“If you imagine a trash can filled with paper balls, you really get the idea,” says Jiaxing Huang, the Morris E. Fine Junior Professor in Materials and Manufacturing (far right). “The balls can stack up into a tight structure. You can crumple them as hard as you want, but their surface area won’t be eliminated.”
The crumpled shape is created by moistening the graphene sheets and placing them in a furnace to evaporate the moisture, says Huang, who adds that their potential is great: “We expect this to serve as a new graphene platform for numerous applications, such as energy storage and energy conversion.”
Shape memory alloys: From airplanes to implants
Picture an airplane engine that can change shape during flight, taking the optimal form for a smooth, quiet takeoff and then reconfiguring itself at cruising altitudes to its most fuel-efficient shape. Such things are possible with shape memory alloys, a type of metal that can “remember” its original shape and revert to it under a stimulus such as heat or electric current.
Shape memory alloys can set a device in motion without the added bulk and noise of a motor—an asset in aerospace applications, where each extra gram means added fuel cost. And they’re already being used for some medical purposes, such as stents: unlike a stainless steel stent that must be implanted using balloon inflation, a shape memory alloy stent can self-deploy as it warms inside the body.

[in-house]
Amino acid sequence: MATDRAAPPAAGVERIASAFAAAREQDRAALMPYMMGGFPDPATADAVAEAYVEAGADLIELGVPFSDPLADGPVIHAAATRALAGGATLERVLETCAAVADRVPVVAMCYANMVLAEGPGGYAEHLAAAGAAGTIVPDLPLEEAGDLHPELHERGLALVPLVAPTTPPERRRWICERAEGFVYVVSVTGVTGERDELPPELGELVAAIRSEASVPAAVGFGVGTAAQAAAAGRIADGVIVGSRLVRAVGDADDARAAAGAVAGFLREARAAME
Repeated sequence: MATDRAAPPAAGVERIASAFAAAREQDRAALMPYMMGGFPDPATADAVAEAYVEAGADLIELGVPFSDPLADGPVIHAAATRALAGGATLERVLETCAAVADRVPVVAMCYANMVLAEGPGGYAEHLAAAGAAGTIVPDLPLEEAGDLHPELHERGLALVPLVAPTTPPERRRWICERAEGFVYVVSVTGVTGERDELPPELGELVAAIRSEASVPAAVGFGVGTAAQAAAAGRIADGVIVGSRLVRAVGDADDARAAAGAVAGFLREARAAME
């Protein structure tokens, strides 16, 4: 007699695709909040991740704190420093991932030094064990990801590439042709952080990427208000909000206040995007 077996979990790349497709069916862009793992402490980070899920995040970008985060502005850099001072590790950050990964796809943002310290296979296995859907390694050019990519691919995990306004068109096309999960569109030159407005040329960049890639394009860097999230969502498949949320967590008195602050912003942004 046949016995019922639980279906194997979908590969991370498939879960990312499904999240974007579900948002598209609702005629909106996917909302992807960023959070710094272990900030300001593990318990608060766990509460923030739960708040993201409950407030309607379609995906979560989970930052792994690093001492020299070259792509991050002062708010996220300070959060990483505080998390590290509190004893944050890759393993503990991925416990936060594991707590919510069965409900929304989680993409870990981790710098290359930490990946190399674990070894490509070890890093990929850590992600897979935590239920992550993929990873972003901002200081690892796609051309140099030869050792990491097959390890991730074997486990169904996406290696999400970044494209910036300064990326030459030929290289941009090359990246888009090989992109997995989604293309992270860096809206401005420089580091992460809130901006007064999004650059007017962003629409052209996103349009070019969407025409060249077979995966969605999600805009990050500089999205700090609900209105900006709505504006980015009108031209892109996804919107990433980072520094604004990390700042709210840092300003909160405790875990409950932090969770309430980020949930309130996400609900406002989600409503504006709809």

Now McCormick researchers are looking at adding something new to shape memory alloys: pores. “One idea is to use this new material in bone and joint implants,” says Cate Brinson, the Jerome B. Cohen Professor in mechanical engineering, who, along with David Dunand, the James N. and Margie M. Krebs Professor in materials science and engineering, is exploring the new material. “Porous shape memory alloys have a lower stiffness, like real bone, reducing atrophy of the surrounding bone tissue and allowing the bone to grow into the pores for stabilization.”
The porous material could also find its way into aerospace in the form of lighter, shape-shifting engines and other lightweight actuation applications. “When you couple this lighter, more flexible material with shape memory alloys’ ability to change shape, there is a multitude of possibilities,” Brinson says.